When Led Up The Garden Path: Operantics stage Mozart’s’ La Finta Giardiniera’

One of Mozart’s lesser-known operas (written at eighteen!) LA FINTA GIARDINIERA is the story of men who throw a tantrum when women don’t want them.

Before I submit any statement on the performance itself, may I just say that I could empty the Champs Elysées and still not be half as attractive as The Independent Theatre. It is a hall of cream, gold and mahogany swirls, mazes and other such intricate embellishments. Each trimming is beguilingly summoned by another as per the Art Deco style. The high point, pun intended, is the ceiling. I also love the columns framing the stage with those fantastic metallic touches! #venuecrush

Now, back to angry men.

The modern day adaptation of this opera is a libretto set by most males called Entitlement, but they call it Being In The Friend Zone. It was set to music by – well – them, to their whinging and whining and insisting they’ve been wronged because a woman doesn’t want them. They feel ‘led on’, or in this case, led up the garden path.

The Disguised Gardener follows the trials of Count Belfiore and his lover Violante after he stabs her in a jealous rage and leaves her for dead. Violante and her servant live disguised in the mansion of Podestà, as the title suggests, pretending to be gardeners. The Mayor (whose house this appears to be) is in love with Violante. Violante’s servant, with whom she is in disguise, is in love with the maid of the Mayor, then Arminda and Count Belfiore show up and we witness a whole lot of nincompoopery.

In Act II, the plot overcomplicates and Violante and the Count Belfiore actually start hallucinating, believing themselves to be figures of Greek mythology.

All you know for sure is that Cavalier Ramiro, Arminda’s rejected suitor, is the most tedious, odious, pathetic character in all opera. He has been scorned, and my oh my, he is saltier than the seven seas. He takes to abusing her and telling her oh how much she’s missing out on.

Naturally, this technique is effective on Arminda, given the tale was written by a man. She goes back to him (because men are always right and women don’t have brains) and so too does Violante go back to the Count, even after he stabbed her and then swore himself to another woman.

It is an awkward ‘comedy’ to the modern audience. Misogyny is a staple in historical works, however with the plot amounting to nothing other than a second-rate Much Ado About Nothing, the intention to make an audience laugh at the policing of women’s behaviours, feelings and decisions becomes more and more uncomfortable. This here is not a comedy; it is a tragedy. Rebecca Hart’s performance of Cavalier Ramiro was a harrowing and evocative reiteration of male dominance in society throughout history.

Hart’s interpretation of the loathsome Ramiro was nauseatingly brilliant. She strode back and forth with her insatiable need for vengeance and attention. Hart’s superb lower voice accompanied her terrific portrayal.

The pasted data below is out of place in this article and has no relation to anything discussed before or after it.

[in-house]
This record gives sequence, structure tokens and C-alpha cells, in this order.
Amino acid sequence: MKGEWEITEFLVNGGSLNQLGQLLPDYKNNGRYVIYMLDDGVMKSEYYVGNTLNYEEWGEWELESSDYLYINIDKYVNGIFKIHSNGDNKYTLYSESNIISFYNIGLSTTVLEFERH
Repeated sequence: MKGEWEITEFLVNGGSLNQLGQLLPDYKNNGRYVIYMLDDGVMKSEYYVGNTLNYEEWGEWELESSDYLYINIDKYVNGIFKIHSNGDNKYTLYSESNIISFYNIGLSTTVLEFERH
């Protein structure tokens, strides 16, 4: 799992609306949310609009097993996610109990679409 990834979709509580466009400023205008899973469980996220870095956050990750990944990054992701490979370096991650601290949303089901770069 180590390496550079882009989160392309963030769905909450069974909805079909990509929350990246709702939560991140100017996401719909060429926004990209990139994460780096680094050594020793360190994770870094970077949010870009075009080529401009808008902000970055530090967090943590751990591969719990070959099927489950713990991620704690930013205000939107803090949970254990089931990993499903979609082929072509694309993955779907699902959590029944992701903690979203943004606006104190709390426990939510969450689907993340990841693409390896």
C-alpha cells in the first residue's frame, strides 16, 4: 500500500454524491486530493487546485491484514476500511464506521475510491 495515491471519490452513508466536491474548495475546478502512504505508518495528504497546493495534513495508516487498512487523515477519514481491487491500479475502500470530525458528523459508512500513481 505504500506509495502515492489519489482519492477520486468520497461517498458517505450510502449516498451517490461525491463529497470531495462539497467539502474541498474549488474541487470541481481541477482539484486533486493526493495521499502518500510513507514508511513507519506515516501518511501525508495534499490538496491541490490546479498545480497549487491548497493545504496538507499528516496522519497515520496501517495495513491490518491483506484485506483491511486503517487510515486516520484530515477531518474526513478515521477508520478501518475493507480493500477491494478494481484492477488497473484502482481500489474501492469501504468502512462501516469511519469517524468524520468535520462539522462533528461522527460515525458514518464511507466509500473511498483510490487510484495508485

Nathan Bryon, a master comedian, brought his talents to the role of the ‘Podestà’, who unsuccessfully albeit eagerly sought the union of Belfiore and Arminda. All singers are to be commended for their vivaciousness onstage, particularly Tristan Entwistle. Silken-voiced tenor Spencer Darby made a compelling Belfiore and Pamela Andrews took the role of Arminda to glorious vocal heights.

Sarah Ampil was sombre and utterly humourless in her performance of the pretend garden maid. Belfiore’s attack on her felt devastatingly personal. Her horrors and losses are historically pertinent as they are topical, and I sensed that she felt as much as she sang the role. Unquestionably woeful, unfair and unrelenting, the tragedy of the garden maid hit close to home. Bravo.

The decision of stage director Joseph Restubog to repeat Violante’s stabbing at the end of the show seemed conceived as a bashful apology to a modern audience for the injustices committed by the male protagonists. In the ‘amended’ finale, Violante is assaulted once more by Belfiore in a bid to redeem the plot by positing to women, as I understood it, that ‘men never change’ or such the like, when it is continuously and deeply problematic that women ever receive such advice. ‘If a man harms you once, he’ll harm you again.’

Well, hang on, why won’t they change? Why can’t women hope to be safe? Why can’t women go back to their lovers in a civilised, modern society? Why can’t men just… not be violent? History must be left as it is and progress must be made. The men in this plot have no defence and this opera must sentence them.

Women are not liable for the violence of men. How many times can we say this? The controlling, objectification and abuse of women is irredeemable, as is this opera.

THE DISGUISED GARDENER is the story of men’s ownership of women. In fairness to the women who have lived as monetised, transferable objects all throughout history, this story must be preserved in all its horror to document the the violence in the attitudes of men that we are still fighting to eradicate today.

There can be no addition, reconciliation or ‘improvement’ in such a plot. No apology will suffice. It is vital that this opera remain untouched because it has indifferently cast the violent essence of patriarchy as a comedy. That is some dark stuff.

This opera is staged, as far as I can see, for its premonitions of genius musically. It is otherwise convoluted and repetitive. It is not a great work of art. Operantics’ performance was laudable, I enjoyed the fine singing on Friday night, however we must be careful how we stage a ‘comedy’ about the abuse of women. I’m not laughing, but if there is a joke, the joke’s on men.

 

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